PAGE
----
Richard H. Fiske, III
In 1967 a US Presidential Commission on Law Enforcement and Administration recommended that a single universal telephone number be set aside and used whenever practical for reporting an emergency. In 1968 the Bell System announced that the three-digit number 911 would be reserved for that purpose. In 1973, the White House Office on Telecommunications adopted a policy supporting nationwide use of 911 Service, but left the responsibility for funding, planning implementation, and providing service with local governments.
The first Basic 911 system was installed in Hallettsville, Alabama on January 10, 1968. In Massachusetts, Springfield, Boston and Newton were among the first major cities to use Basic 911 systems.
Basic 911 systems route calls based on calling telephone number, therein lays the inherent weakness and the reason behind the push to enhanced systems. In Massachusetts there are 351 municipalities; the municipal boundaries and telephone exchanges boundaries exactly match in only 10 communities. Therefore when a city or town decided to use the Basic 911 there are instances when calls are routed to a neighboring location.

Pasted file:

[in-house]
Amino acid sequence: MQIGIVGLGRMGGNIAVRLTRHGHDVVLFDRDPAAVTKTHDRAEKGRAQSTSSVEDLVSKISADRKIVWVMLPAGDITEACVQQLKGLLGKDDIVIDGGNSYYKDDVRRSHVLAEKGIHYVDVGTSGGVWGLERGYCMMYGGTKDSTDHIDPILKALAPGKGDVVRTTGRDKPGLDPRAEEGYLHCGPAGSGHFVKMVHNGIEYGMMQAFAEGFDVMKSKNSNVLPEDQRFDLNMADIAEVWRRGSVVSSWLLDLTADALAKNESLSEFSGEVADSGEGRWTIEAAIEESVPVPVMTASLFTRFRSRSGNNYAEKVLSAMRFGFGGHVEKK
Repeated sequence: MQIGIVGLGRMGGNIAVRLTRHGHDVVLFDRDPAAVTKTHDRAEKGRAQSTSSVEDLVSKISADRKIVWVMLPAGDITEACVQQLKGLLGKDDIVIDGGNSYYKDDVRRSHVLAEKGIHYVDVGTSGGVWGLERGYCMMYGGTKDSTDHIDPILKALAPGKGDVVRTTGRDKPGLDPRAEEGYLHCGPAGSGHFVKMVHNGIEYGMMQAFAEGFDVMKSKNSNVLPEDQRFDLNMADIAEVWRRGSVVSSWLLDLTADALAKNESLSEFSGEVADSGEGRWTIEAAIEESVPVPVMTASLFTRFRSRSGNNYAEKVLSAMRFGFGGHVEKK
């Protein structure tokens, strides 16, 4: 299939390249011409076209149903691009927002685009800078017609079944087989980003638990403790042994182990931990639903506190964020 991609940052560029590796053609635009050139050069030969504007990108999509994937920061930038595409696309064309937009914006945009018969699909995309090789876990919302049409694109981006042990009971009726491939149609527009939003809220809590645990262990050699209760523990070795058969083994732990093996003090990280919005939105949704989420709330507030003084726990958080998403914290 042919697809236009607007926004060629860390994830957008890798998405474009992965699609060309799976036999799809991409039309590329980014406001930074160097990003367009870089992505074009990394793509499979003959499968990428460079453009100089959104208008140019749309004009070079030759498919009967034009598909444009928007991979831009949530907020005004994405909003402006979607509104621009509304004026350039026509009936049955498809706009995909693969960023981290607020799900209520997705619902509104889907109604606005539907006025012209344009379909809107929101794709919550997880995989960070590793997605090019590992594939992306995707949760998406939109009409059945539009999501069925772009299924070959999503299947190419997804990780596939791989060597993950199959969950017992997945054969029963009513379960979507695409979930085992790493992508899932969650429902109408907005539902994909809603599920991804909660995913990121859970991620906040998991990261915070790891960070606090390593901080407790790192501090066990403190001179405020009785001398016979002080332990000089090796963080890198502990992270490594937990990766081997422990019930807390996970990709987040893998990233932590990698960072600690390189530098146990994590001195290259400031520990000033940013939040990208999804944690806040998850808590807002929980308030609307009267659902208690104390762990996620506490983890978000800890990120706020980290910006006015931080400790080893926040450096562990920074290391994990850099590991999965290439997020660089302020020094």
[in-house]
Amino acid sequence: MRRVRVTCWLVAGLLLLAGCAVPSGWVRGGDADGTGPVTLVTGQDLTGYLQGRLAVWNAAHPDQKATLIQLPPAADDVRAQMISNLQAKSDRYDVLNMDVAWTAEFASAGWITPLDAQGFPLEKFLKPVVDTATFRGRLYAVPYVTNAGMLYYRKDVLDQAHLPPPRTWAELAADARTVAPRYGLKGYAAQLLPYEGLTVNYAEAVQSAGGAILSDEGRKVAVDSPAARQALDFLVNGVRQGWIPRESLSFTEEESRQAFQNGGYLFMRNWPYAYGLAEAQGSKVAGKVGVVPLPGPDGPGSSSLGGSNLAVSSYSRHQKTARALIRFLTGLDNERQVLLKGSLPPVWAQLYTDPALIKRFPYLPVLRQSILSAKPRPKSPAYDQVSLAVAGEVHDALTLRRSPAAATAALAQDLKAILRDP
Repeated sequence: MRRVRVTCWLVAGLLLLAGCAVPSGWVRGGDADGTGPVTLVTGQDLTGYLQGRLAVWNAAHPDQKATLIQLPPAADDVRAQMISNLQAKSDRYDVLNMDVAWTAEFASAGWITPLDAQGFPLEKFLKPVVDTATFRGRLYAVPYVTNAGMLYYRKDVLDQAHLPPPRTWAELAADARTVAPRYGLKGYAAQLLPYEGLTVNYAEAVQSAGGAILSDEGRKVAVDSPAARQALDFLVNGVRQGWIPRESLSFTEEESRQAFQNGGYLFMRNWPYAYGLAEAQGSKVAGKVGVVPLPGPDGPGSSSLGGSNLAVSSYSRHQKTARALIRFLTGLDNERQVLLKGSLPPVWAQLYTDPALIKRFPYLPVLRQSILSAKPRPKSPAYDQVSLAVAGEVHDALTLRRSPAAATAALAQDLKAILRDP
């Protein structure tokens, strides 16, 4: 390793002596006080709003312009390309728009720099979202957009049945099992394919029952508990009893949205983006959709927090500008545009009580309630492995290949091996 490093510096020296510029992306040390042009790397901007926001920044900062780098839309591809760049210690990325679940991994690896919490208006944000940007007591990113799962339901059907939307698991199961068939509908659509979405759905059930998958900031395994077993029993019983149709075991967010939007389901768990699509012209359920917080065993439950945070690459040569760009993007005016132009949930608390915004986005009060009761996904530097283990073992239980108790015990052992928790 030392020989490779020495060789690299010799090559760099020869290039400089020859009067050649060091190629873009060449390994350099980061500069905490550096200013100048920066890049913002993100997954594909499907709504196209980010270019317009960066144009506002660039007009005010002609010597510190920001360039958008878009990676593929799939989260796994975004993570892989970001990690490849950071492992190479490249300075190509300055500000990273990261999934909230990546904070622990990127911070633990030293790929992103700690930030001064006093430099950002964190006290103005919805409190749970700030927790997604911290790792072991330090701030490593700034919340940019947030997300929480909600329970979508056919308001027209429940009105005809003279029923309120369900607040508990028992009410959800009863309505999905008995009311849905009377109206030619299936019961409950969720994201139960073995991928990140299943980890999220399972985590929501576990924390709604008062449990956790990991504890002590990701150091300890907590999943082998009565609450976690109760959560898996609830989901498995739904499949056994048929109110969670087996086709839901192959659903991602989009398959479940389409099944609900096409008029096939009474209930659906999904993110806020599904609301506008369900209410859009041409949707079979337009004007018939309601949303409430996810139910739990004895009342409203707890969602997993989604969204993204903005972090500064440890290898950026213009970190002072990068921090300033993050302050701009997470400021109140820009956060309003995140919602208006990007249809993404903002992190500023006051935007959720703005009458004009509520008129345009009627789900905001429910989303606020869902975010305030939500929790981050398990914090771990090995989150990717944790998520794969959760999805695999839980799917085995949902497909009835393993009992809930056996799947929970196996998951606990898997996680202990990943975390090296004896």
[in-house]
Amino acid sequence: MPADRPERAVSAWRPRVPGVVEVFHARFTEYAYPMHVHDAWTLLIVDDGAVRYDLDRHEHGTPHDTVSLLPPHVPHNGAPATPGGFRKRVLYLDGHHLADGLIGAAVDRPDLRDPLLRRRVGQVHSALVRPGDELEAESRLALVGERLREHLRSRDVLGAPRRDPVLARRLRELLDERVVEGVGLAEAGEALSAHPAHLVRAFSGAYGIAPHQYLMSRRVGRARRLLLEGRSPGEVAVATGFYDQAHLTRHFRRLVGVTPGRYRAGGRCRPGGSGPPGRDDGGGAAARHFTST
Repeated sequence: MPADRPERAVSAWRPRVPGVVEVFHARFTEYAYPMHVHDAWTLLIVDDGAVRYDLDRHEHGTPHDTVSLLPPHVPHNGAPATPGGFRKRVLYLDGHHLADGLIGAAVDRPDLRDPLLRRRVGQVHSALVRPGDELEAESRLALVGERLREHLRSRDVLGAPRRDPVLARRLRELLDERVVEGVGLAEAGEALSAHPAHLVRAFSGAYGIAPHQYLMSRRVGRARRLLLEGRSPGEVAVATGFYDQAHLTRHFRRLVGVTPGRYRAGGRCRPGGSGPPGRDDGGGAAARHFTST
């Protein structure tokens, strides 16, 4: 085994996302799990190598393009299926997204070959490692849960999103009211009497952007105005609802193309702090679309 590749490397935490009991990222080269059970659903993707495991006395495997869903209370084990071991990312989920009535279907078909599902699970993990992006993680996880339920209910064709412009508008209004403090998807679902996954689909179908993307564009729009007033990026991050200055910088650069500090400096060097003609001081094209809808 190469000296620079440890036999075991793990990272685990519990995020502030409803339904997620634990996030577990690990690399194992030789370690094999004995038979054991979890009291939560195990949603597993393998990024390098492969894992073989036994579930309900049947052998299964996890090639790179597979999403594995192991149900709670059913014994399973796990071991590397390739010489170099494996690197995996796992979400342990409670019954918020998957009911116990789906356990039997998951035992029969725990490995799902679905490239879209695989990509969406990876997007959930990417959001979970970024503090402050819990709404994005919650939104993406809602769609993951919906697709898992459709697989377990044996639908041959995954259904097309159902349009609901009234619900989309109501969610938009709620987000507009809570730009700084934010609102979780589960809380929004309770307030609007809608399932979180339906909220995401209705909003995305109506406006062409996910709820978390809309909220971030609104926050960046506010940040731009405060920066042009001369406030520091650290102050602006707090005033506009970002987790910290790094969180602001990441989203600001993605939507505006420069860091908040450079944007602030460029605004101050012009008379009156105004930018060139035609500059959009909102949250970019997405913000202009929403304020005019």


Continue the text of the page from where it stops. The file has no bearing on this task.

With the advent of Enhanced 911 that problem disappears because the software of the system is address driven and not telephone number driven. All cities and towns of the Commonwealth were required to provide complete street and number range information for their particular serving area. This information is the basis for routing emergency calls to the proper Public Safety Answering Point (PSAP).
Address driven routing is only one of the features of the improvements of the Enhanced 911. This system has the capability of communicating through TTY for the deaf and hard of hearing. Each PSAP has it's own emergency power supply.
The statewide system designed for Massachusetts uses state of the art telecommunications and will make Massachusetts a national leader in emergency telecommunications.